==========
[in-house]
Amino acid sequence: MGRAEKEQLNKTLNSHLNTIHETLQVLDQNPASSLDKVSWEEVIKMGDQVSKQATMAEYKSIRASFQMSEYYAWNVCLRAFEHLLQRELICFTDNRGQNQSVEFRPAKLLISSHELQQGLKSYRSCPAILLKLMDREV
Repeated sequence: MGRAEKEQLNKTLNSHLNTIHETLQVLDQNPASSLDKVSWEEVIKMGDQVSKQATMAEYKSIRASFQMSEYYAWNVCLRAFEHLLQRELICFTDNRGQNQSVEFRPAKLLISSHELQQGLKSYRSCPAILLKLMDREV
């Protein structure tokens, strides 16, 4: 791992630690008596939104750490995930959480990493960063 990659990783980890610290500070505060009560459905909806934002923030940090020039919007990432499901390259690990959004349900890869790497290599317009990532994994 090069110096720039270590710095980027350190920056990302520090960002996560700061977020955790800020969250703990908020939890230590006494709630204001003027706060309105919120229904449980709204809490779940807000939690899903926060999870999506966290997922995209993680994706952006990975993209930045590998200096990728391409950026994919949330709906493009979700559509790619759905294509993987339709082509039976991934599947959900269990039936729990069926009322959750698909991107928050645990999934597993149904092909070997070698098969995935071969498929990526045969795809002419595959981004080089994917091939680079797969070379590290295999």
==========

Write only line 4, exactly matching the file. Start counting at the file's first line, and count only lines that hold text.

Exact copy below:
């Protein structure tokens, strides 16, 4: 791992630690008596939104750490995930959480990493960063 990659990783980890610290500070505060009560459905909806934002923030940090020039919007990432499901390259690990959004349900890869790497290599317009990532994994 090069110096720039270590710095980027350190920056990302520090960002996560700061977020955790800020969250703990908020939890230590006494709630204001003027706060309105919120229904449980709204809490779940807000939690899903926060999870999506966290997922995209993680994706952006990975993209930045590998200096990728391409950026994919949330709906493009979700559509790619759905294509993987339709082509039976991934599947959900269990039936729990069926009322959750698909991107928050645990999934597993149904092909070997070698098969995935071969498929990526045969795809002419595959981004080089994917091939680079797969070379590290295999």